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Obtaining SSDI Benefits after a Stroke

Obtaining SSDI Benefits after a Stroke

A stroke can result from a brain hemorrhage or a blocked blood vessel, and the effects can vary but often involve some level of numbness, sensation loss, or weakness on one side of the body. While some individuals only experience these symptoms for a short time, others may deal with them for the rest of their lives.

Whether you’ve experienced your first stroke or are impaired due to multiple strokes, you may qualify for disability benefits from the Social Security Administration (SSA). The SSA considers strokes to be disabilities under certain circumstances.

SSDI for Stroke Victims

To qualify, your stroke must cause lasting impairments, and the resulting limitations must have been present for the last 12 months or be expected to last for at least 12 months. In addition, your ability to speak, see, hear, or write must be severely impaired or lost entirely, and you must have pronounced issues with controlling or coordinating movements with at least two extremities (arms or legs).

Medical Vocational Allowance

If your stroke does not qualify under these criteria but still prevents you from working, you may get approved under a “medical vocational allowance.” In such cases, the SSA will require a medical professional to provide a residual functional capacity (RFC) analysis on your condition. An RFC report considers your age, job training and skills, formal education, all medical conditions, and your functional limitations. If the SSA believes that these combined factors prevent you from working any job for which you are otherwise qualified, you will be approved for a medical vocational allowance.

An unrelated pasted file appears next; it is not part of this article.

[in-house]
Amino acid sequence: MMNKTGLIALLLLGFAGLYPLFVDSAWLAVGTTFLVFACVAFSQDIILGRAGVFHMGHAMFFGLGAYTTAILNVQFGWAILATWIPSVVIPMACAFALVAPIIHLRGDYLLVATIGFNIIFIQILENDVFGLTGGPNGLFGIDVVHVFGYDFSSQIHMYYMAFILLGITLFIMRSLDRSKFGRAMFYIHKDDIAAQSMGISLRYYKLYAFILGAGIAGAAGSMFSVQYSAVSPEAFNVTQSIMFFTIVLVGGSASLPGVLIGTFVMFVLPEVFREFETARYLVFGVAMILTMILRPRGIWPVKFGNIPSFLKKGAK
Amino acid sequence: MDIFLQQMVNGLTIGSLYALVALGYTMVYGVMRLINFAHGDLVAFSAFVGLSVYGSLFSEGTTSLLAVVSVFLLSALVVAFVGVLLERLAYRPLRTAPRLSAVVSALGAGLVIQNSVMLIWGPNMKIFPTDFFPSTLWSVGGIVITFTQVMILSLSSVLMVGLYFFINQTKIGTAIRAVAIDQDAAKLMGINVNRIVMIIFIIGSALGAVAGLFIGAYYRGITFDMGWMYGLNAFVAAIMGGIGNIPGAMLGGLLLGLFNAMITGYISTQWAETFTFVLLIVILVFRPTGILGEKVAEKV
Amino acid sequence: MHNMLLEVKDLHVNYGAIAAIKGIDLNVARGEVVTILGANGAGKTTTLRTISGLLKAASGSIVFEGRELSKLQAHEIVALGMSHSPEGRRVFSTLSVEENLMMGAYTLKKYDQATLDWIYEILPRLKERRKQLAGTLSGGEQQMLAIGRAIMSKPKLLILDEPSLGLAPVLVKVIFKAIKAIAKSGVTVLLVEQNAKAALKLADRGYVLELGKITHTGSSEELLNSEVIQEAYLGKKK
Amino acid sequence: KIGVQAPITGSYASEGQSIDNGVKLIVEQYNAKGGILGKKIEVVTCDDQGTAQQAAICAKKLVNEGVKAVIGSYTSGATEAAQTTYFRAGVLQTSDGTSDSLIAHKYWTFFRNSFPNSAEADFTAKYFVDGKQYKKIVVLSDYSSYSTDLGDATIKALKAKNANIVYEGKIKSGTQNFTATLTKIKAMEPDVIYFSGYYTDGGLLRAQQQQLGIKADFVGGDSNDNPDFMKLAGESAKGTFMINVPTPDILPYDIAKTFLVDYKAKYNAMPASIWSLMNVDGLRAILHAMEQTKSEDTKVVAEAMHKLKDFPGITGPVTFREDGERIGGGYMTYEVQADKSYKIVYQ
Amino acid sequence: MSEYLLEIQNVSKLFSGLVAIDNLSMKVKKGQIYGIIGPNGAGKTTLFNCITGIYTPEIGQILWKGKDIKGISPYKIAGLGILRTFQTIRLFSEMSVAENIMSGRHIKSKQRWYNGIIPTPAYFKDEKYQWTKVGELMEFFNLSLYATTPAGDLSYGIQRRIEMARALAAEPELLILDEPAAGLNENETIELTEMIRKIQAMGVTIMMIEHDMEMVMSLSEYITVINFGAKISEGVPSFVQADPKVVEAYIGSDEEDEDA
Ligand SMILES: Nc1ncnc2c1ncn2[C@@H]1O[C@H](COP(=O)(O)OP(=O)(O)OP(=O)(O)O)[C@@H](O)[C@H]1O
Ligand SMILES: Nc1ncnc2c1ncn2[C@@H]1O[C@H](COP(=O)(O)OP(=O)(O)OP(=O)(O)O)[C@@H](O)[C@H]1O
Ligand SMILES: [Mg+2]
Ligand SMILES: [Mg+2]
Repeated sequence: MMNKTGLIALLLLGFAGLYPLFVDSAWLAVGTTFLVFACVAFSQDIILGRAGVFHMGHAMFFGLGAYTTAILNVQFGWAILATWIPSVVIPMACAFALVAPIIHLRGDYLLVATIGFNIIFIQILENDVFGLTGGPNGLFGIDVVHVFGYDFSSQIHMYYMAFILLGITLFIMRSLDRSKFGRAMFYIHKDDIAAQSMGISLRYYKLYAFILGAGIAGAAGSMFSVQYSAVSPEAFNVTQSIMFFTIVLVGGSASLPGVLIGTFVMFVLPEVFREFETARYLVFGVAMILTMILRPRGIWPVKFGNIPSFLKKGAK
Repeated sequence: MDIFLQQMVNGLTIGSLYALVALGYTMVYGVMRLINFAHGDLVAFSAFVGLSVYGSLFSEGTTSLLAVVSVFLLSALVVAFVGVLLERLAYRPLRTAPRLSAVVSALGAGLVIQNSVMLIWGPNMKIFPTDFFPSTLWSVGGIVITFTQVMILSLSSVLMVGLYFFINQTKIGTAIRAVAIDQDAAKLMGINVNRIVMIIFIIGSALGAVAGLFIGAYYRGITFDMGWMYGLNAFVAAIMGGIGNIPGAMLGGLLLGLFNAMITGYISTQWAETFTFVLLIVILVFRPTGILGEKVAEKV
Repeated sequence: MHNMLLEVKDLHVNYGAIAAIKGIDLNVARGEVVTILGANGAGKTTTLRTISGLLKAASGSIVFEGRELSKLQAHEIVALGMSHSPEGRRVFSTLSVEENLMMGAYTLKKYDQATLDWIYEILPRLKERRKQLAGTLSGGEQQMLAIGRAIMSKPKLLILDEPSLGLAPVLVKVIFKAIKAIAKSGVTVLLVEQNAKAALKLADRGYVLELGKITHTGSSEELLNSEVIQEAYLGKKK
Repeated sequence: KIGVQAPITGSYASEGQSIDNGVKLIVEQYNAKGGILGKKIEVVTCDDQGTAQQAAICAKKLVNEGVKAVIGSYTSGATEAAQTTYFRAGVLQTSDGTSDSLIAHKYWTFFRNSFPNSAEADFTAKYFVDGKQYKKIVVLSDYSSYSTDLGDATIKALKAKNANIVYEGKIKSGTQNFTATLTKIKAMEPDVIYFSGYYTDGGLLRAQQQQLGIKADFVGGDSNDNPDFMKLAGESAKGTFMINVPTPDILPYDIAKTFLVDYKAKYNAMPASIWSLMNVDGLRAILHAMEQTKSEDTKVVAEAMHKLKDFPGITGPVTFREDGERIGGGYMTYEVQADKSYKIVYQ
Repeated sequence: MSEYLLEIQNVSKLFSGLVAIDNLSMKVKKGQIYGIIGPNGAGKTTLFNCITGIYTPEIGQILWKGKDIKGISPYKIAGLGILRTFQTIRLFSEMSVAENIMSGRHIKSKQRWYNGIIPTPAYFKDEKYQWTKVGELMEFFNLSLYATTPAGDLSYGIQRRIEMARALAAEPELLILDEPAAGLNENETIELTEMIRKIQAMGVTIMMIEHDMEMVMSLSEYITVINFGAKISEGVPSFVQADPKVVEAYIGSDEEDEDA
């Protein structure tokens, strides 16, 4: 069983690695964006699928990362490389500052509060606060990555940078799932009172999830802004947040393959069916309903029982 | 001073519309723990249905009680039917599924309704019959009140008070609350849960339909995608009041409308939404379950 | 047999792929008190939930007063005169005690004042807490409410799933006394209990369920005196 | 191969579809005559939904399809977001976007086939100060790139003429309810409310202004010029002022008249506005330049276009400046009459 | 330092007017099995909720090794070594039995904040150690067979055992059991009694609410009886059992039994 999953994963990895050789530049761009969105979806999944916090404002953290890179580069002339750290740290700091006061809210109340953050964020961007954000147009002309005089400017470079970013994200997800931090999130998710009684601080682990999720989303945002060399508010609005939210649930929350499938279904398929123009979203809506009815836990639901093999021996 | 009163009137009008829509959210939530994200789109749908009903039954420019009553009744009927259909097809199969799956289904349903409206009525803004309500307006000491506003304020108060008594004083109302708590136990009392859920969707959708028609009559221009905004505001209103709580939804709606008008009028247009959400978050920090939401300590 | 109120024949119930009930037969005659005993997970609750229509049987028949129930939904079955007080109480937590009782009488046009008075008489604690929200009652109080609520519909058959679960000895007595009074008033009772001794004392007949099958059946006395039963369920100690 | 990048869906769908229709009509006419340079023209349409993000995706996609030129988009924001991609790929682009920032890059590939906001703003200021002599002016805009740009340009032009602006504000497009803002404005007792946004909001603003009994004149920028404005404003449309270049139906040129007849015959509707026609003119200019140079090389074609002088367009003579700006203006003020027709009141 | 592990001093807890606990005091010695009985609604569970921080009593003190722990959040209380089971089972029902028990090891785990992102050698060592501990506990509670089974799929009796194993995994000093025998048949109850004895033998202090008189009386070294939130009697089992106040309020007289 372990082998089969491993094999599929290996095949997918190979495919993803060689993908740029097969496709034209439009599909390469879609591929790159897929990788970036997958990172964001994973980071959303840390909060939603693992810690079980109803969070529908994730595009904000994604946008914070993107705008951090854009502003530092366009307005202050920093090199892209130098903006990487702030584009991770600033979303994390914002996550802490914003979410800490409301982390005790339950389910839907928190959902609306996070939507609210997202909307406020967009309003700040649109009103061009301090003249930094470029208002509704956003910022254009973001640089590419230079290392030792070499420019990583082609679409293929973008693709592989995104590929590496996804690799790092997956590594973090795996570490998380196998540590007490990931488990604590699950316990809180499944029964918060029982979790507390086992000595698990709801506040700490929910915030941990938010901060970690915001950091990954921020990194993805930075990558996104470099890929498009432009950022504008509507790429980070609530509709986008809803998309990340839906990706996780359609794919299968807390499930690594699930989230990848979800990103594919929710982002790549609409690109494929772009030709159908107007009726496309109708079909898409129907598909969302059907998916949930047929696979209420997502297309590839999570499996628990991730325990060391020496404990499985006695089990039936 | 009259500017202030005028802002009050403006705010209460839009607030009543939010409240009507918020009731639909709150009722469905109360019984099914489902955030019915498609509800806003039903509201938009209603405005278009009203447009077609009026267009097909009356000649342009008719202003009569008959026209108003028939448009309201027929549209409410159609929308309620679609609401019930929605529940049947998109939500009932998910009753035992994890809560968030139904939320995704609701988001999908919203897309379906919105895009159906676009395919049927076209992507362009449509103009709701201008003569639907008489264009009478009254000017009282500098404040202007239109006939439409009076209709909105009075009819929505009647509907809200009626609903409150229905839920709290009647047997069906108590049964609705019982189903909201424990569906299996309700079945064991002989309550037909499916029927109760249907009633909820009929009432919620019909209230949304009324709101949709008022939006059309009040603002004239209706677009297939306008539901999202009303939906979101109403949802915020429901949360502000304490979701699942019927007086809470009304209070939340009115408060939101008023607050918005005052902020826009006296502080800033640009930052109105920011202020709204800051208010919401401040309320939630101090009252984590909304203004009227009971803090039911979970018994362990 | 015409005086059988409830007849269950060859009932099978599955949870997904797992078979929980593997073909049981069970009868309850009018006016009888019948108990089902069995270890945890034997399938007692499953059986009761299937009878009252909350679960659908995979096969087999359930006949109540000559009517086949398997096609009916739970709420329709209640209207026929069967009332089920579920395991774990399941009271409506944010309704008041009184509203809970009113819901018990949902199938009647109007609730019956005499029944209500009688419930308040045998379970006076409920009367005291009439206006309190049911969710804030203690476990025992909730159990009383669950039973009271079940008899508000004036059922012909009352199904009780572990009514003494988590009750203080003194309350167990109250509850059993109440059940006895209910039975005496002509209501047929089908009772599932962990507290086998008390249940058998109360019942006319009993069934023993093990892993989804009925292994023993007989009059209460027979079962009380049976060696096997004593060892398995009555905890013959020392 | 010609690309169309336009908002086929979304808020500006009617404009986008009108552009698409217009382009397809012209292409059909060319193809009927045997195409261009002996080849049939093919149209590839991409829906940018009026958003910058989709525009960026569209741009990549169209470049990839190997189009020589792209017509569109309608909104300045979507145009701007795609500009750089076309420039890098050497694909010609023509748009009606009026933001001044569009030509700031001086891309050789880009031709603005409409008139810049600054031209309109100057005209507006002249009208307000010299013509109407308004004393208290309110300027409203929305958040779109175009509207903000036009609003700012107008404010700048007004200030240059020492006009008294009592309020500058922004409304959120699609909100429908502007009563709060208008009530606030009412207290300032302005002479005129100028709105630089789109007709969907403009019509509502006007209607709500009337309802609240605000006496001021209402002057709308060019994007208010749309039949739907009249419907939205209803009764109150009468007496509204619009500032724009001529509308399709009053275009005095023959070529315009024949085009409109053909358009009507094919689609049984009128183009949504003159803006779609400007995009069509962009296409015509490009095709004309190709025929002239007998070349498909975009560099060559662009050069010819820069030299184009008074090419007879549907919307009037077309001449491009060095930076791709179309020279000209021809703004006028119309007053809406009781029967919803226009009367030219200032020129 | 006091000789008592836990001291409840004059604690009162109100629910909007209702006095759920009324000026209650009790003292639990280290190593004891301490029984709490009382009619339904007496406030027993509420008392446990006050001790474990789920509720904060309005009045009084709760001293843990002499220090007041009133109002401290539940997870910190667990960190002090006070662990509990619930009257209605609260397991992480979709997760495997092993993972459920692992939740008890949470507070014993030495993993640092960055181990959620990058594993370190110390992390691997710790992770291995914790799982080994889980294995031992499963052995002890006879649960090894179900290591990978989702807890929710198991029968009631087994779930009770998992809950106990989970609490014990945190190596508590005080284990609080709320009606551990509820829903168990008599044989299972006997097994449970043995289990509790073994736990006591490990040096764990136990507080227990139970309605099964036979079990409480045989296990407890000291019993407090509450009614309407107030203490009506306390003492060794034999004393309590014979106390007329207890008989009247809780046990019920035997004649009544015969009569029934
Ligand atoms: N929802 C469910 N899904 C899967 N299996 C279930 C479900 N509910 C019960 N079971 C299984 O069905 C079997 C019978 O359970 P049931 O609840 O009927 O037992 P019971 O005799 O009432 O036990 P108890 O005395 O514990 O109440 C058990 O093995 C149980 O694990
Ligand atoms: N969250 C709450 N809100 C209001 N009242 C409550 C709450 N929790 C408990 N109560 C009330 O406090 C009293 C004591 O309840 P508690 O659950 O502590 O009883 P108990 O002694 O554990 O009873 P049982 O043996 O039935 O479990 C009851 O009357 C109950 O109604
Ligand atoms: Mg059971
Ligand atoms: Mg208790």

To learn about the other eligibility standards imposed by the SSA, call our firm and schedule a consultation with one of our attorneys.

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Jan Dils, Attorneys at Law

Jan Dils, Attorneys at Law
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